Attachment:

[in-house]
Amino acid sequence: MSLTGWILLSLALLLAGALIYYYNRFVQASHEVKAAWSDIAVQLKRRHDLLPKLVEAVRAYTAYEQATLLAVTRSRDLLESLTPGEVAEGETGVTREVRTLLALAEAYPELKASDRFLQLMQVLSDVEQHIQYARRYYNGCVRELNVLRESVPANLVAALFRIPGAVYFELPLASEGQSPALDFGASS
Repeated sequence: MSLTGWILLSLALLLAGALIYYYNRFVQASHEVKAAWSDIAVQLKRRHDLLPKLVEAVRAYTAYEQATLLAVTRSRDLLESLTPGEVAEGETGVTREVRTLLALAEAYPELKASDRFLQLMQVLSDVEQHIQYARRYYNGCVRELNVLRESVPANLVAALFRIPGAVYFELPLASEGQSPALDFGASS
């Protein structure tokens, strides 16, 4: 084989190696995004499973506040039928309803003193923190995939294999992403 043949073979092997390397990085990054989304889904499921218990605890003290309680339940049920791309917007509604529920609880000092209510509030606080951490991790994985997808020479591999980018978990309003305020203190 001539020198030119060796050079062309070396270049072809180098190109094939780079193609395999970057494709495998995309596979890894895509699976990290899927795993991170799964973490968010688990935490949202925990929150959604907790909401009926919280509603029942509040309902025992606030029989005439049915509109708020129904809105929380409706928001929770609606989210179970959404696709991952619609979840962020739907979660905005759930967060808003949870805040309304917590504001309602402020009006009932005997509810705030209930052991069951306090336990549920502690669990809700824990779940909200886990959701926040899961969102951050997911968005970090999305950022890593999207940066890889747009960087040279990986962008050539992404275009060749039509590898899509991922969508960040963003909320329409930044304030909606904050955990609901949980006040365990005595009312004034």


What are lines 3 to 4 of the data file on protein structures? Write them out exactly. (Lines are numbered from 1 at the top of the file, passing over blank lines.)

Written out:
Repeated sequence: MSLTGWILLSLALLLAGALIYYYNRFVQASHEVKAAWSDIAVQLKRRHDLLPKLVEAVRAYTAYEQATLLAVTRSRDLLESLTPGEVAEGETGVTREVRTLLALAEAYPELKASDRFLQLMQVLSDVEQHIQYARRYYNGCVRELNVLRESVPANLVAALFRIPGAVYFELPLASEGQSPALDFGASS
């Protein structure tokens, strides 16, 4: 084989190696995004499973506040039928309803003193923190995939294999992403 043949073979092997390397990085990054989304889904499921218990605890003290309680339940049920791309917007509604529920609880000092209510509030606080951490991790994985997808020479591999980018978990309003305020203190 001539020198030119060796050079062309070396270049072809180098190109094939780079193609395999970057494709495998995309596979890894895509699976990290899927795993991170799964973490968010688990935490949202925990929150959604907790909401009926919280509603029942509040309902025992606030029989005439049915509109708020129904809105929380409706928001929770609606989210179970959404696709991952619609979840962020739907979660905005759930967060808003949870805040309304917590504001309602402020009006009932005997509810705030209930052991069951306090336990549920502690669990809700824990779940909200886990959701926040899961969102951050997911968005970090999305950022890593999207940066890889747009960087040279990986962008050539992404275009060749039509590898899509991922969508960040963003909320329409930044304030909606904050955990609901949980006040365990005595009312004034």